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I have a folder(which contains a lot of sub-folders and files) on a machine, I used

   du -m 

and it shows the disk usage of all sub-folders and files, anyway, the overall disk usage is 78M

I used scp -r to copy the folder into another machine, this time, du -m get the overall disk usage: 12M, very different.

Why does this happen?

I'm afraid some of the files or sub-folders are not copied fully, so are there any other ways to check the total number of bytes?

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Were there errors during the copy? Are all the files present in the copy? Do they have the same size? What was the exact scp command line: were you just copying the directory? –  Gilles May 7 '13 at 1:06
    
there is no errors. I think all files are present in the copy. They don't have the same size, but they have the same content. I used scp -r –  misteryes May 7 '13 at 8:25
    
Do you really have all the files (compare the output of find | sort)? If not, what can you spot about the ones that are missing? If you do, do all the files have the same size (compare the output of du -ak | sort -k2)? –  Gilles May 7 '13 at 8:28
    
I used du -k|wc -l, the number of files/subfolders is the same. But for the same file, the size is different, e.g, for a file on one machine it is 4K with du -k but 16 bytes with du -b, on another machine it is 0K with du -k and 16 bytes with du -b –  misteryes May 7 '13 at 9:30
    
What are the operating systems (Linux/OSX/Solaris/FreeBSD/Windows/…) and filesystems (ext4/btrfs/hpfs+/ffs/ntfs/…) on both sides? Are these a few big files or are there a lot of small files — how many files are there in total? –  Gilles May 7 '13 at 10:04

2 Answers 2

Several possibilities.

a) scp may not have copied hidden files/directories; hard to tell w/o knowing your data, seeing how you invoked scp.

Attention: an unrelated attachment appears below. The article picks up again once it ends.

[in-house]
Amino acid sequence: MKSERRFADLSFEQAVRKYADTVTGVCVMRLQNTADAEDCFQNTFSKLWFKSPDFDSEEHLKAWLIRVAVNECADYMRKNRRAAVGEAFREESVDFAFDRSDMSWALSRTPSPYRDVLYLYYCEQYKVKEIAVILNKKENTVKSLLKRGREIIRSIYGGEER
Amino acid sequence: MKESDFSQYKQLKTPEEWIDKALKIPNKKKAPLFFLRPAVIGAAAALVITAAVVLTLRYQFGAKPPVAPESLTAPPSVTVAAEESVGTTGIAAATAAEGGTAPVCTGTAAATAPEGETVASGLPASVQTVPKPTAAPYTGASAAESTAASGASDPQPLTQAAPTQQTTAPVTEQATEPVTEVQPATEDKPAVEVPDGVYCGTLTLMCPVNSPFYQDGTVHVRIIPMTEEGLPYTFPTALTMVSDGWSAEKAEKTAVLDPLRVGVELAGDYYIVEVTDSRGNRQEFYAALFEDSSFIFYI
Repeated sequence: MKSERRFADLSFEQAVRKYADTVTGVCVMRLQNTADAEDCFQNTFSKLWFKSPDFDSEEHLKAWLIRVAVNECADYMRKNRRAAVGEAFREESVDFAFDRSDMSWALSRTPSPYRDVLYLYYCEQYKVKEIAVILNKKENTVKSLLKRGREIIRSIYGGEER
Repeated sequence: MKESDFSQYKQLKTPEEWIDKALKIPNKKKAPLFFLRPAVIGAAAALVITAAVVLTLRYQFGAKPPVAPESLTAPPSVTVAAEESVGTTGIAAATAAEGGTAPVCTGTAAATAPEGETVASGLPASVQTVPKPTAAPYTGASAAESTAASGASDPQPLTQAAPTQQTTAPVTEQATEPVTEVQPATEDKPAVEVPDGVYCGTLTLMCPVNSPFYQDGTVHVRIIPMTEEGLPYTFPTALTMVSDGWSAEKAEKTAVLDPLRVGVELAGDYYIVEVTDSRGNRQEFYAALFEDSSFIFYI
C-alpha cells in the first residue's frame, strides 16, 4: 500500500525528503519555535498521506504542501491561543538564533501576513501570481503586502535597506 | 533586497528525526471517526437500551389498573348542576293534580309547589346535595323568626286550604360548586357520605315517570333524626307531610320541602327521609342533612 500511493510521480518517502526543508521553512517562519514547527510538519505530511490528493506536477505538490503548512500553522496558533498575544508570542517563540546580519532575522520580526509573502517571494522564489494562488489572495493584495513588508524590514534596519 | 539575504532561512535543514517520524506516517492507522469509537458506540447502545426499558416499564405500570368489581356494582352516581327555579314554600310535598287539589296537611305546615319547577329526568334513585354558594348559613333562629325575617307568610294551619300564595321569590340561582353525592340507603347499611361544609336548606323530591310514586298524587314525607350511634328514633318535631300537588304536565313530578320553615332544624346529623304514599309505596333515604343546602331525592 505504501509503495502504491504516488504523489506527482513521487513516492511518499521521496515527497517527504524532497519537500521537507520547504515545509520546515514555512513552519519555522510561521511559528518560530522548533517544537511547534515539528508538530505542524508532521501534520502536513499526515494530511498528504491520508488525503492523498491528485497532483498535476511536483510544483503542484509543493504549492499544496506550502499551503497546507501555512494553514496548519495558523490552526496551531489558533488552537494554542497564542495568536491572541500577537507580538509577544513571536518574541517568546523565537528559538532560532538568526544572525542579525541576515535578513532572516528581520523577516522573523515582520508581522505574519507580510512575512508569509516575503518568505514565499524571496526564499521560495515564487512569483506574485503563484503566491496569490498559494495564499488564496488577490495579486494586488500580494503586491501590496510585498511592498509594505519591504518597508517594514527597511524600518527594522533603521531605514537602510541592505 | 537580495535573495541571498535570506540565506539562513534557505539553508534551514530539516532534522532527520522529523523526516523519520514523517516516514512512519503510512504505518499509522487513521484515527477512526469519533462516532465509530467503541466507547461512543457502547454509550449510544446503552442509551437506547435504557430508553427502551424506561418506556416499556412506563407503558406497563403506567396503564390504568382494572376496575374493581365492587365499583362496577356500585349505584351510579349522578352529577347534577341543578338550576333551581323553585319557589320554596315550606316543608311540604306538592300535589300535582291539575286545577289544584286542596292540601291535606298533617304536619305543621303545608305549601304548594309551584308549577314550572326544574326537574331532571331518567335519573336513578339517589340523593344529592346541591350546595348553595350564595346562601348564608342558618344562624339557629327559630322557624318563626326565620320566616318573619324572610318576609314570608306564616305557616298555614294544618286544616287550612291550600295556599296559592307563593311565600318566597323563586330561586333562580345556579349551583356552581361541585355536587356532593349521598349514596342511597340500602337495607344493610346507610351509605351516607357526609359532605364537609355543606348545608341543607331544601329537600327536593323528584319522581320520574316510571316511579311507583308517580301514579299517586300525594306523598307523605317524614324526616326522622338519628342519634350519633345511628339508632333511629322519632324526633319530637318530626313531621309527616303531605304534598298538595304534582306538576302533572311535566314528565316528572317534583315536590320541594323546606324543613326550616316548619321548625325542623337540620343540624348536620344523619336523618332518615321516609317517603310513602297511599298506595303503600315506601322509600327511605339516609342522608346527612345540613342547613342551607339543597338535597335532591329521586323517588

b) another scenario will be that the filesystems use different block-sizes, and du doesn't add up the files byte sizes, it measures occupied disk space.

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so how to get the file byte sizes? –  misteryes May 6 '13 at 21:39
    
and how to use scp so that even hidden files can be copied, but anyway, I don't think there are hidden files because the folder is full of data files which are produced by some of my programs –  misteryes May 6 '13 at 21:40
    
Have you considered using rsync? As for the how .. show us how you did it, and describe the directory layout. –  tink May 6 '13 at 21:49
    
@misteryes scp doesn't care about dot files ("hidden files") so don't worry. Just the shell does when you invoke scp: scp -r *.foo ... –  Hauke Laging May 6 '13 at 22:08
    
what is Just the shell does when you invoke scp: scp -r *.foo ...? –  misteryes May 6 '13 at 22:14

Another possibility, which is remote in my judgement: your original directory and the directories residing inside it have had a lot of files added and deleted. In most filesystems, directories only grow in size, never shrink. The missing space could constitute unused slots in directories.

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are there any other ways to check the total number of bytes? –  misteryes May 6 '13 at 22:15
    
But you can see the directory size, too: ls -ld dir –  Hauke Laging May 6 '13 at 22:27
    
no, it is not correct, it shows 47 in the second field on both machines, but du -m --summarize show 12 on one machine and 89 on another machine –  misteryes May 6 '13 at 23:13

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